Arab Art and XIII and XIV centuries’ Gothic Art.
Main access door to the Old Quarter, built by the Arabs and to which Christians added a Gothic arcade and that bears a commemorative plaque in honor of the ‘VERY NOBLE, VERY LOYAL AND HEROIC CITY OF TARIFA’. Inside, the ‘tableau of the God of the Winds’, by Guillermo Pérez Villalta (XX century).
The Jerez Arcade is one of the most important and emblematic monuments of the city. After the Christian conquest, the ramparts were further extended and the Jerez Arcade was opened. This is a door set in between two square towers with a straight access and which comprises three consecutive arches. The first one is a pointed arch set in sandstone, behind which a cannon vaulted ceiling opens up. Separated by a canalization possibly carved by rake, there is the first horseshoe arch, and next to that there is a ribbed vault that opens up to the third arch, which is also in the shape of a horseshoe and that finally opens to the city.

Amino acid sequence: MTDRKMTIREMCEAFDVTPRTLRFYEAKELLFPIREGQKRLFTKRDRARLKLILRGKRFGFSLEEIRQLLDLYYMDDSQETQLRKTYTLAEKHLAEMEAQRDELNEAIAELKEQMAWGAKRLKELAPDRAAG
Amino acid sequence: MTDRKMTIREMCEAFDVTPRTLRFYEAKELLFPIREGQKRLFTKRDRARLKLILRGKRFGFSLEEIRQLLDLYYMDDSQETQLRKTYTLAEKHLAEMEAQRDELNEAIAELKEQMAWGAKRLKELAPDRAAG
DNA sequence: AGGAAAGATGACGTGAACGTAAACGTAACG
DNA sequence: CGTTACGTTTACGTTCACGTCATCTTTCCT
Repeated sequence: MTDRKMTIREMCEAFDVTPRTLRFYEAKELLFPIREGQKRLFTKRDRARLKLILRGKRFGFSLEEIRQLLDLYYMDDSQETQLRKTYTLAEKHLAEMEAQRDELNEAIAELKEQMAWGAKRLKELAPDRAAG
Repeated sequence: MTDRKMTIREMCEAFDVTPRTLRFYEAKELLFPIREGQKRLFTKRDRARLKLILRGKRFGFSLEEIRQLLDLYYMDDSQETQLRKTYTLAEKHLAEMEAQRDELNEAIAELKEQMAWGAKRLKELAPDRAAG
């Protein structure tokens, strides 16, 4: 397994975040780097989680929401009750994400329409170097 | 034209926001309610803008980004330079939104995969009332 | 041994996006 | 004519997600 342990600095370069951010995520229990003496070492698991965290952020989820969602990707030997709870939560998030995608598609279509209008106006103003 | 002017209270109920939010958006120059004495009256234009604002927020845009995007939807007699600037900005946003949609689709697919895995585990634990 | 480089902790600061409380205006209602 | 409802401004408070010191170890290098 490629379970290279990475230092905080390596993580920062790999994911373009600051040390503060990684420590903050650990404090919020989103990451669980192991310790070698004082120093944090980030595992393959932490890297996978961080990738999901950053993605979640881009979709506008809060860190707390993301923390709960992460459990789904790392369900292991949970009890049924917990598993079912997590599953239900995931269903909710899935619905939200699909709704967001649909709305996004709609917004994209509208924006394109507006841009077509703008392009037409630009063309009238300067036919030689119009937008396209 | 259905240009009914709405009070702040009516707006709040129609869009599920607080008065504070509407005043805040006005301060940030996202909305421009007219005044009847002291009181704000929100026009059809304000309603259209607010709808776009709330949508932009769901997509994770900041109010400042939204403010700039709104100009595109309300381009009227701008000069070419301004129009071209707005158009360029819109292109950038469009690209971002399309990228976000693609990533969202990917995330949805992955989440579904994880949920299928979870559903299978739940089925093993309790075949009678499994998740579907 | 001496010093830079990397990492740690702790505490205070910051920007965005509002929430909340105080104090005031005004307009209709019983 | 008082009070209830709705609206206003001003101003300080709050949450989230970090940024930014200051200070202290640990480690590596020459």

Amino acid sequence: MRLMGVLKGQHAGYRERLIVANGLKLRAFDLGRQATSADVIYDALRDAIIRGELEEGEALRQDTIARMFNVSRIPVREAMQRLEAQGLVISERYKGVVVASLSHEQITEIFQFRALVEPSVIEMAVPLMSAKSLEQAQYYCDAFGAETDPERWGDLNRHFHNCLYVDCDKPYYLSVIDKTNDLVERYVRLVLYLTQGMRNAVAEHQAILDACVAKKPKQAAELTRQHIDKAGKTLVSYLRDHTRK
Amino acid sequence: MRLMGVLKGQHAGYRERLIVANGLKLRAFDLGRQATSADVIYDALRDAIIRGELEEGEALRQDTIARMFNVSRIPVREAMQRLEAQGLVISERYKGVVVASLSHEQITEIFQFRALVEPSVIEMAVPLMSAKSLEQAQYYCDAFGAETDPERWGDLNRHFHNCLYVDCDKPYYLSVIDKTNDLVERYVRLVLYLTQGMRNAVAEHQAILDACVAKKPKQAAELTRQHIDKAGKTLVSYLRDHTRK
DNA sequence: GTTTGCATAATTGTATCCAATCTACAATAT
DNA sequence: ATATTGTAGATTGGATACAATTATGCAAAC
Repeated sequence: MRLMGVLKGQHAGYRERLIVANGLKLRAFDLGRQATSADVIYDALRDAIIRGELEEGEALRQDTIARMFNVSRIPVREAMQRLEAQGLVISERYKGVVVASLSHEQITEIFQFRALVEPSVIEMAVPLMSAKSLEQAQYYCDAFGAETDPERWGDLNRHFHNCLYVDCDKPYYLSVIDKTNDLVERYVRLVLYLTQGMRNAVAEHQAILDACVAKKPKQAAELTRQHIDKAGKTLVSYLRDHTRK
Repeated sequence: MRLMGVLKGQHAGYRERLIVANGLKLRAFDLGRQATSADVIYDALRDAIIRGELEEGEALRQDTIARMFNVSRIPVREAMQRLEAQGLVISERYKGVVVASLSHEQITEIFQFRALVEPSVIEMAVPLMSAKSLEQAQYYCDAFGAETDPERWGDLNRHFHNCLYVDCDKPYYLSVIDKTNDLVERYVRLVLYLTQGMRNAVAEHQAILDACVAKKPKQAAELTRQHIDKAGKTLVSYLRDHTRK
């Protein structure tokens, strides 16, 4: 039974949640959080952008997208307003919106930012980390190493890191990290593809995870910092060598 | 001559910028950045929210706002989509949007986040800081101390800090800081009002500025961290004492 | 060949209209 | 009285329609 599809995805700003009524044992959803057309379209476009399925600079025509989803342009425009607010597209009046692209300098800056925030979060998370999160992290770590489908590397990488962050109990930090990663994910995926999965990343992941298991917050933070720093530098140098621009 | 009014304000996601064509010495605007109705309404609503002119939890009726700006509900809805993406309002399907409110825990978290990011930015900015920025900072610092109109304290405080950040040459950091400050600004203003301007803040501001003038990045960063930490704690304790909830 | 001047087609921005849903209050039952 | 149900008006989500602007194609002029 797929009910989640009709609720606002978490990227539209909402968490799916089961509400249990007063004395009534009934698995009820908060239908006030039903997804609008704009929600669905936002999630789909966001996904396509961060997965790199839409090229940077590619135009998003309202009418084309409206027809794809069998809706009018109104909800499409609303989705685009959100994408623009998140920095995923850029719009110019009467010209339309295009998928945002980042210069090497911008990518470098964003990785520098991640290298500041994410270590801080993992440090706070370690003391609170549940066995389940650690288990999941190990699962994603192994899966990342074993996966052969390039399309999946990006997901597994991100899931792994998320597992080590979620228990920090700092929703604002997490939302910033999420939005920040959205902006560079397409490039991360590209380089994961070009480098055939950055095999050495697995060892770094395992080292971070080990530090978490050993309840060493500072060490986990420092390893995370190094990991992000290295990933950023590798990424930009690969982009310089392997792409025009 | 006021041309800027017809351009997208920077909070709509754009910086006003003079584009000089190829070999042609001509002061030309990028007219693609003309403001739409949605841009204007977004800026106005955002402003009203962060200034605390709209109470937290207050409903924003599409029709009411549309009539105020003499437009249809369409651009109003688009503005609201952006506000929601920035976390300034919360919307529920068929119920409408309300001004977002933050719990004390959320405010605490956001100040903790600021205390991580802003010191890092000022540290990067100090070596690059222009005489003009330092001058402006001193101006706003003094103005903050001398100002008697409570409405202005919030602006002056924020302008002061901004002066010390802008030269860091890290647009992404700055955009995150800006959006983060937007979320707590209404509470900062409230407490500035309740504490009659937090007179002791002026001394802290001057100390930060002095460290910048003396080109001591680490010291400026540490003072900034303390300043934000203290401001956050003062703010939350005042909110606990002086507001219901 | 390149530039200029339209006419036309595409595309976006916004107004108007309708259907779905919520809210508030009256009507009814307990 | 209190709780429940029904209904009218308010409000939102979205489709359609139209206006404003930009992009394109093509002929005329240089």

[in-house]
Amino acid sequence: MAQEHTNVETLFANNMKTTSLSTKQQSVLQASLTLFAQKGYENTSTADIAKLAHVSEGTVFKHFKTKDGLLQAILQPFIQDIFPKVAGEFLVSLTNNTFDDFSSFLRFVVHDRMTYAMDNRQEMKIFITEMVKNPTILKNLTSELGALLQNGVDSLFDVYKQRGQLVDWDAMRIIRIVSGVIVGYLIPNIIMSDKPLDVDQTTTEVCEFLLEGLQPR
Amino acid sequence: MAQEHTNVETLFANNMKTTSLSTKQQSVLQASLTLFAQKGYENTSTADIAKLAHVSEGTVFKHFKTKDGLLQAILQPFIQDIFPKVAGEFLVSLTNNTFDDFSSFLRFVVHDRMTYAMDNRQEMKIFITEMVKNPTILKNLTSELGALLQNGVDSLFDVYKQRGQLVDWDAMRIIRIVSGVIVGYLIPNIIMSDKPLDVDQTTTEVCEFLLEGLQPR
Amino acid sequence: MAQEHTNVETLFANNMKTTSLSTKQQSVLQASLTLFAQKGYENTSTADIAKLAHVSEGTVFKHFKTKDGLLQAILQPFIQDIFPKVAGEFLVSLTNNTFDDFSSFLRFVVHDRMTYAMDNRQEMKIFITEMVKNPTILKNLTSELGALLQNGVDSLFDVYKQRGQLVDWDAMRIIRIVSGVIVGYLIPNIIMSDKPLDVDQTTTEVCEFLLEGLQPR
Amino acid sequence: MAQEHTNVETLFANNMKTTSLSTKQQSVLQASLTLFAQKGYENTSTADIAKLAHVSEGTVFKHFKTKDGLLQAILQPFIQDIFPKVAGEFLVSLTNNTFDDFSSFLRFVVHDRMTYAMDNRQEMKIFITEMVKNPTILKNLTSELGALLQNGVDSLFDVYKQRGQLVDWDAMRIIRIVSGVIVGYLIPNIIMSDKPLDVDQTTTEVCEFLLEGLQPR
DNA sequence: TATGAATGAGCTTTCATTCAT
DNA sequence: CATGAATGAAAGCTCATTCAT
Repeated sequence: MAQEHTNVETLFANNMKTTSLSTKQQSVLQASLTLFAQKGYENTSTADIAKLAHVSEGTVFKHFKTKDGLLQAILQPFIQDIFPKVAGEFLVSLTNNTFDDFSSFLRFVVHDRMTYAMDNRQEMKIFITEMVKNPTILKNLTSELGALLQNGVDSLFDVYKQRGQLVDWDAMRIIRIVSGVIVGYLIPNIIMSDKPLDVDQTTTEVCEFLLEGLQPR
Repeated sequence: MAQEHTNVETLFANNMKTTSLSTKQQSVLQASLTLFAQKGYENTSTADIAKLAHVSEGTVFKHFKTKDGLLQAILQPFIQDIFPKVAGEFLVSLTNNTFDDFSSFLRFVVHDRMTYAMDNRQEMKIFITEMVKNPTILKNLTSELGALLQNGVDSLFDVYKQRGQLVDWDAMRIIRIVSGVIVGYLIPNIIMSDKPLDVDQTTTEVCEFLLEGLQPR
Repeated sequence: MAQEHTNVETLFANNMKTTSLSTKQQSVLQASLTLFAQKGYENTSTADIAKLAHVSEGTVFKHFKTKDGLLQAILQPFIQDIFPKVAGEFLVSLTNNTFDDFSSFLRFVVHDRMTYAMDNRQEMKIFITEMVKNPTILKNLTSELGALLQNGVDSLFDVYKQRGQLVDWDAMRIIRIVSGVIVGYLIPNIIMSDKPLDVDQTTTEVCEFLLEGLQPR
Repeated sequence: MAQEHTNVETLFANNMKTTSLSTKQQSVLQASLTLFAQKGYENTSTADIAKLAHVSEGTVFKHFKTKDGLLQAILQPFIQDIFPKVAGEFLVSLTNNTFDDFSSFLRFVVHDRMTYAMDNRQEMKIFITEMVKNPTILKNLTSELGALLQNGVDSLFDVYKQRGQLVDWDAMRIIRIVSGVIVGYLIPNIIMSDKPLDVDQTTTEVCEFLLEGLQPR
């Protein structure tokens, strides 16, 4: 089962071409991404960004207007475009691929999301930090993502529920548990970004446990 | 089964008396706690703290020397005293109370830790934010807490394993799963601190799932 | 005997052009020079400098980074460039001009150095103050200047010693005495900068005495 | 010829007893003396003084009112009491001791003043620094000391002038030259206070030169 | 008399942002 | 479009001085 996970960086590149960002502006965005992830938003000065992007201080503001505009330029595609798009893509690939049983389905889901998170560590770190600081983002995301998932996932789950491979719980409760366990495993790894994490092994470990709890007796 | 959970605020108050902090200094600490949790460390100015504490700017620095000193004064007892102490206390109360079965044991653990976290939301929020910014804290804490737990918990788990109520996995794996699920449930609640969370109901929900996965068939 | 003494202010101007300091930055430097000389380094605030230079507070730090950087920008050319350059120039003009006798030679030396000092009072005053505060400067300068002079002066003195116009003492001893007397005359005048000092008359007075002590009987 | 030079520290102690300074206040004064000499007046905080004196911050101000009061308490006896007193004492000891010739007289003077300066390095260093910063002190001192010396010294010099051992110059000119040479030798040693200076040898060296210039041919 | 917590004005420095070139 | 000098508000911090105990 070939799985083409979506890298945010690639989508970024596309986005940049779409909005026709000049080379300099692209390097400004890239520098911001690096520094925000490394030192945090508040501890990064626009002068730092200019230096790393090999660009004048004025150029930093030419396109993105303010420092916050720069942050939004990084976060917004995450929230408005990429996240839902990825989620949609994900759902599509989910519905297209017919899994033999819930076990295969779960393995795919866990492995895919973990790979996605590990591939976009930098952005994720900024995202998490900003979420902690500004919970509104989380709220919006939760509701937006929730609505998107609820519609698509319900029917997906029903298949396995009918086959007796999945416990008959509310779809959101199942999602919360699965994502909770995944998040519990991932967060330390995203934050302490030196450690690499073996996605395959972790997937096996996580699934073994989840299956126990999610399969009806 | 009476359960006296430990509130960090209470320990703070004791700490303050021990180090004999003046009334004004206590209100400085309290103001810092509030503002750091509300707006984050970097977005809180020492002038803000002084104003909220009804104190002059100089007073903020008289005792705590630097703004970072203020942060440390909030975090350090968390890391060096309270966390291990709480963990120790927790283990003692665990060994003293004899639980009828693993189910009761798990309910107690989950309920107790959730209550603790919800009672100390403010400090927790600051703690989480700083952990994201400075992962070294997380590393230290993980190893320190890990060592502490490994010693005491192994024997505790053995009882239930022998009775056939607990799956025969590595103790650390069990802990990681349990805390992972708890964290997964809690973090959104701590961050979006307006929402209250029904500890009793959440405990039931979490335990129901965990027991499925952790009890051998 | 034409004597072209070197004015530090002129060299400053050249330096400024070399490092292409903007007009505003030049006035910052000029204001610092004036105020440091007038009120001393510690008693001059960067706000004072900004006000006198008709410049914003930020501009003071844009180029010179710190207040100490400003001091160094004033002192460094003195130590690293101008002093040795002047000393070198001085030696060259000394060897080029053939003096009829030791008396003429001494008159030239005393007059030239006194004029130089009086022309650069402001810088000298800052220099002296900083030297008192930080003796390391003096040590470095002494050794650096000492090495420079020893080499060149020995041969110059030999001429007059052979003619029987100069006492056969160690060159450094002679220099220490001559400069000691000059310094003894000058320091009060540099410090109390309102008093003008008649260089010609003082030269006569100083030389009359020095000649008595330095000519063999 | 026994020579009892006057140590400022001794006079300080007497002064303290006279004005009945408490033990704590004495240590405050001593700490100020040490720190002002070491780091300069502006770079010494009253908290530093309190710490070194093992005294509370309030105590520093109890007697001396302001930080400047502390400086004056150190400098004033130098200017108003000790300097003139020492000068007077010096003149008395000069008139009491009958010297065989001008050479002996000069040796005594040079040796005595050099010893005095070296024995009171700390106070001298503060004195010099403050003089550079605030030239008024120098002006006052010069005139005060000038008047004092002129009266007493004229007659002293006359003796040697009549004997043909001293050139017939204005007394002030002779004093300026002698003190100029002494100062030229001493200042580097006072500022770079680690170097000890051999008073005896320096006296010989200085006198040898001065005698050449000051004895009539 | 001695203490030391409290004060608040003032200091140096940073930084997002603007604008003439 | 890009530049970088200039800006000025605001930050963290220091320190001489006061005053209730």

The Arcade was restored in 2000 and a space was provided to house the painting ‘The Christ of the Winds’, undertaken by the local artist, Guillermo Pérez Villalta.
The coat of arms that can be seen above the door shows an inscription that commemorates the taking of the city by Sancho IV, the Brave, on 1292.
From the Jerez Arcade we can reach several typical streets such as:
- Silos Street, taking its name from the silos or grain storages that historically lined the street.
- Luz (‘Light’) Street, having always featured numerous stores and thereby being frequently used.
- Jerez or Lorito (‘Little Parrot’) Street.
- Pesos (‘Weights’) Street, where weights used for grain coming from the nearby storages were made. Number 4 still has the hook where the steelyard was hanged.